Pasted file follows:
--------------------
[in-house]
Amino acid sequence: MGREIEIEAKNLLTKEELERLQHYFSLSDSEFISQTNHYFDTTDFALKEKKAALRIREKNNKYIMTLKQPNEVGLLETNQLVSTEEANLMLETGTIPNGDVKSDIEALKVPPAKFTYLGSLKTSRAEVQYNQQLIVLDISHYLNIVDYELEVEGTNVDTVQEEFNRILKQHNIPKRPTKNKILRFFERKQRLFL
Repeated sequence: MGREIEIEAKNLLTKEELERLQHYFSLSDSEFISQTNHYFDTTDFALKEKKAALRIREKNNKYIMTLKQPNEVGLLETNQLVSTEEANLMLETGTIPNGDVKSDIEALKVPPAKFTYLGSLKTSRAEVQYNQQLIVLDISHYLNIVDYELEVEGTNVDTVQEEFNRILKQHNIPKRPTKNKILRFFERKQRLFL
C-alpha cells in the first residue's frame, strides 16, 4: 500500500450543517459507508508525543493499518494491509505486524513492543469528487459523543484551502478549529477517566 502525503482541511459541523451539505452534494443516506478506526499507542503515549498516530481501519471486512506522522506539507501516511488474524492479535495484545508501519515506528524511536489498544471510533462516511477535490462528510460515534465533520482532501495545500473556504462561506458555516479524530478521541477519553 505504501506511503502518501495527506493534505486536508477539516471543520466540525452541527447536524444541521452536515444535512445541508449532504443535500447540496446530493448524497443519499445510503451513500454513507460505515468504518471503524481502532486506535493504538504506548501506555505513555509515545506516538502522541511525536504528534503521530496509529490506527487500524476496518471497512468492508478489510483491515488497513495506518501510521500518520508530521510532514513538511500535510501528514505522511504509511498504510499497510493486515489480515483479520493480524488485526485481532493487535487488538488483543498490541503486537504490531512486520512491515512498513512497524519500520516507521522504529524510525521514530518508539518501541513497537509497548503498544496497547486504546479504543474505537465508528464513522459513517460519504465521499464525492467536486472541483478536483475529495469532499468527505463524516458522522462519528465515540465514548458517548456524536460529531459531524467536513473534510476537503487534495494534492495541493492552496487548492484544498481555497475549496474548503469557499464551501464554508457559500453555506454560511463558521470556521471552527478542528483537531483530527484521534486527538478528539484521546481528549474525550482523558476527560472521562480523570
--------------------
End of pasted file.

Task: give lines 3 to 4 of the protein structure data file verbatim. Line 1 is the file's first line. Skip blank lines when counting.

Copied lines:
Repeated sequence: MGREIEIEAKNLLTKEELERLQHYFSLSDSEFISQTNHYFDTTDFALKEKKAALRIREKNNKYIMTLKQPNEVGLLETNQLVSTEEANLMLETGTIPNGDVKSDIEALKVPPAKFTYLGSLKTSRAEVQYNQQLIVLDISHYLNIVDYELEVEGTNVDTVQEEFNRILKQHNIPKRPTKNKILRFFERKQRLFL
C-alpha cells in the first residue's frame, strides 16, 4: 500500500450543517459507508508525543493499518494491509505486524513492543469528487459523543484551502478549529477517566 502525503482541511459541523451539505452534494443516506478506526499507542503515549498516530481501519471486512506522522506539507501516511488474524492479535495484545508501519515506528524511536489498544471510533462516511477535490462528510460515534465533520482532501495545500473556504462561506458555516479524530478521541477519553 505504501506511503502518501495527506493534505486536508477539516471543520466540525452541527447536524444541521452536515444535512445541508449532504443535500447540496446530493448524497443519499445510503451513500454513507460505515468504518471503524481502532486506535493504538504506548501506555505513555509515545506516538502522541511525536504528534503521530496509529490506527487500524476496518471497512468492508478489510483491515488497513495506518501510521500518520508530521510532514513538511500535510501528514505522511504509511498504510499497510493486515489480515483479520493480524488485526485481532493487535487488538488483543498490541503486537504490531512486520512491515512498513512497524519500520516507521522504529524510525521514530518508539518501541513497537509497548503498544496497547486504546479504543474505537465508528464513522459513517460519504465521499464525492467536486472541483478536483475529495469532499468527505463524516458522522462519528465515540465514548458517548456524536460529531459531524467536513473534510476537503487534495494534492495541493492552496487548492484544498481555497475549496474548503469557499464551501464554508457559500453555506454560511463558521470556521471552527478542528483537531483530527484521534486527538478528539484521546481528549474525550482523558476527560472521562480523570